Polish companies are betting on hydrogen as the fuel of the future.
Hydrogen fuel trains could be coming to Poland in the future. JSW, a Polish coal mining company, and PKP Cargo, a national rail freight operator, are working together to research, analyze and potentially produce new types of shunting locomotives and freight wagons powered by hydrogen fuel, reported the International Railway Journal.
The companies want to invest in projects involving the commercial use of hydrogen fuel.
The main goal is to workout innovative solutions involving the commercial operation of hydrogen fuel trains, for the purpose of lowering the consumption of energy, fuel and exhaust emissions currently produced by wagons and locomotives.
Last month, JSW and PKP Cargo signed a letter of intent during the Impact’18 conference in Krakow. The letter covered joint innovative investment projects related to the use of hydrogen fuel for commercial purposes.
Hydrogen fuel trains could help Poland become a greener country.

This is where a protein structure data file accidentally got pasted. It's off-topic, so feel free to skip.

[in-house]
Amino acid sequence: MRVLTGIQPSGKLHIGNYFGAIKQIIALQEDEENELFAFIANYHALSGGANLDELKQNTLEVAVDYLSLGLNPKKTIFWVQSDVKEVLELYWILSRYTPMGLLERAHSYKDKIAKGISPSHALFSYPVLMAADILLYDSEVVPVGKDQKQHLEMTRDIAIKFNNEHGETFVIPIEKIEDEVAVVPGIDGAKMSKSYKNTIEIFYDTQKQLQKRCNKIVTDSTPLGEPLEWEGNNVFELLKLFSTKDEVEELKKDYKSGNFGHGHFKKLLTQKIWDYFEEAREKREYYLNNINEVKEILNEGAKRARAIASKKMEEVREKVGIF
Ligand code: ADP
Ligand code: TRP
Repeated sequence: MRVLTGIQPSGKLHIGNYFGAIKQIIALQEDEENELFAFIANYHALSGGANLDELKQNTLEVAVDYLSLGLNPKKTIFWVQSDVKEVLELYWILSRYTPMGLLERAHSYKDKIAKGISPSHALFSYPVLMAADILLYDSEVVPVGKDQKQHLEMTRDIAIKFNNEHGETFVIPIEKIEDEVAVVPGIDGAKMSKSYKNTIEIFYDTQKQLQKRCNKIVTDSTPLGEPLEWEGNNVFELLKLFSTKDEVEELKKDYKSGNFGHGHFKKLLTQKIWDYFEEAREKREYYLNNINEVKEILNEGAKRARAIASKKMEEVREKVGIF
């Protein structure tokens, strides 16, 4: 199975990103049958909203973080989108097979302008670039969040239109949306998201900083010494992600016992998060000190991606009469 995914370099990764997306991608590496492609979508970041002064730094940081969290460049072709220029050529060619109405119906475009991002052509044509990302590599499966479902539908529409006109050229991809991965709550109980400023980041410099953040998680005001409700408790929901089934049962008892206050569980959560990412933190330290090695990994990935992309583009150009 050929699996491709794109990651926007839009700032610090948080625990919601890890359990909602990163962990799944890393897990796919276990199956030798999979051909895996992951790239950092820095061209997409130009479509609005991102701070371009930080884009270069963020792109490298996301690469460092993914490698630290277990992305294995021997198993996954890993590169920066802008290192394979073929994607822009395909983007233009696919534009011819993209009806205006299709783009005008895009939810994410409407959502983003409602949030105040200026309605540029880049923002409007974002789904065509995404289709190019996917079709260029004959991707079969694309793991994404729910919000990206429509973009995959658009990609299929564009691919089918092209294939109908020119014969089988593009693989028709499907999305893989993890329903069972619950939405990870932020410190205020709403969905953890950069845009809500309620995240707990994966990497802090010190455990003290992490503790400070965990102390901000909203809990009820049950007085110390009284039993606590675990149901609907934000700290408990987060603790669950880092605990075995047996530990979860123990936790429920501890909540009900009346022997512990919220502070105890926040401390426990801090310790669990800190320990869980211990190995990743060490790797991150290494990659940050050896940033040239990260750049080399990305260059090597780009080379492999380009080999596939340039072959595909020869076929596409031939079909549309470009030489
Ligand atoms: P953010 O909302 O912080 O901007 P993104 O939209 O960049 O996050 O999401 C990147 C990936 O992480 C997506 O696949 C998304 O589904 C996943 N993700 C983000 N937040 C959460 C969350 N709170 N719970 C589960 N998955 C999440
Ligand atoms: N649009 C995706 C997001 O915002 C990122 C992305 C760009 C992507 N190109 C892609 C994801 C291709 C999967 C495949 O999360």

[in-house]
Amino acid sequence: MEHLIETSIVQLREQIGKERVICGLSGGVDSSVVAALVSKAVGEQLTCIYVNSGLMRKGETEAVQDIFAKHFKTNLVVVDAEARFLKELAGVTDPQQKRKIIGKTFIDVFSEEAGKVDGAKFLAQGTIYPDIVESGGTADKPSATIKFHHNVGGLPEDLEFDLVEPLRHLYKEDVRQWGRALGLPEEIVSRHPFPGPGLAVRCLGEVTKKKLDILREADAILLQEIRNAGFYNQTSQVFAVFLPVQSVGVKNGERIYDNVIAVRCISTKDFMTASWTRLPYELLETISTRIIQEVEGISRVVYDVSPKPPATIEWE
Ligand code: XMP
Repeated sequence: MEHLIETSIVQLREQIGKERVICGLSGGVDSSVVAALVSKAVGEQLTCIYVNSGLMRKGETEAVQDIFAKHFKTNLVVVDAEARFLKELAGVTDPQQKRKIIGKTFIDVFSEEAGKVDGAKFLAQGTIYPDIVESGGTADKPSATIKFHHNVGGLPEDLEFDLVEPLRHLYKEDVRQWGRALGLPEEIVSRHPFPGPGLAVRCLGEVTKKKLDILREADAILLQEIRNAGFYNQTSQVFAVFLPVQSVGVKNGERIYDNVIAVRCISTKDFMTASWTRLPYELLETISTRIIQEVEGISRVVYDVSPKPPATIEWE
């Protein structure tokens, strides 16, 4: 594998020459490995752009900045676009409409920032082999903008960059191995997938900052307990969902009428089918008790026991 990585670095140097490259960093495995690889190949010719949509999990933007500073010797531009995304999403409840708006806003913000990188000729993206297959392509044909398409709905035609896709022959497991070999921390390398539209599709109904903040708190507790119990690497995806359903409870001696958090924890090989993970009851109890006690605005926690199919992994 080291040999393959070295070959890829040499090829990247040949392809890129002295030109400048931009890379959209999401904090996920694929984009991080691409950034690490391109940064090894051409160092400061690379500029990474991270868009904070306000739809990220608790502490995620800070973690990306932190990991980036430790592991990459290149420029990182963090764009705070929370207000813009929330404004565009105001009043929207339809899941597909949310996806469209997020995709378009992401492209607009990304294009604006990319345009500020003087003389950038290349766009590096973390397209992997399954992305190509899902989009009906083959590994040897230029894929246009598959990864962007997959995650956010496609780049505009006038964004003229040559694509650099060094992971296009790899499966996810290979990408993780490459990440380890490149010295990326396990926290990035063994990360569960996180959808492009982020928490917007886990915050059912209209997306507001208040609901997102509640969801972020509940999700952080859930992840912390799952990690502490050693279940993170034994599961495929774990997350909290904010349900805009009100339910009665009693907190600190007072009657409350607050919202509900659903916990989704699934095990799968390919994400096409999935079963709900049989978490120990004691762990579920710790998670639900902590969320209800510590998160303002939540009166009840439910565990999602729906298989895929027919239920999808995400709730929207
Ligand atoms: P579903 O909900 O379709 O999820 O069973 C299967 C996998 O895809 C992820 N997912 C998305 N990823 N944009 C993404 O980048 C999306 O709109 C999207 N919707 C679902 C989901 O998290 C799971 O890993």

As for JSW, the company is looking at the possibility of using hydrogen extracted from coke oven gas. This is a by-product of the coke production process. The intention is to use coke oven gas to produce pure hydrogen that could one day become an emission-free fuel for the coal mining company’s contemporary rolling stock.
According to JSW, hydrogen that is separated and purified can be utilized in hydrogen cells for the generation of emission-free and eco-friendly electricity, heating and cooling, powering electrical devices, environmentally-friendly public transportation, and emergency power supply stations.
“We are actively working towards the development of clean hydrogen technologies,” said JSW president, Daniel Ozon.
PKP Cargo president, Czeslaw Warsewicz, added, “The use of hydrogen to drive our locomotives will increase the competitiveness of our services.”
Poland is Europe’s biggest exporter of coal and the continent’s second biggest coal consumer. Although the country was the second largest wind energy market in Europe in 2015, it has since declined in its renewable power efforts.
That being said, at the end of June, a new renewable energy law was approved by the nation’s upper house of parliament, putting it back on track to meet its commitment to the EU to obtain 15% of its energy from renewables by 2020. The use of hydrogen fuel trains may one day help Poland’s clean energy adoption methods.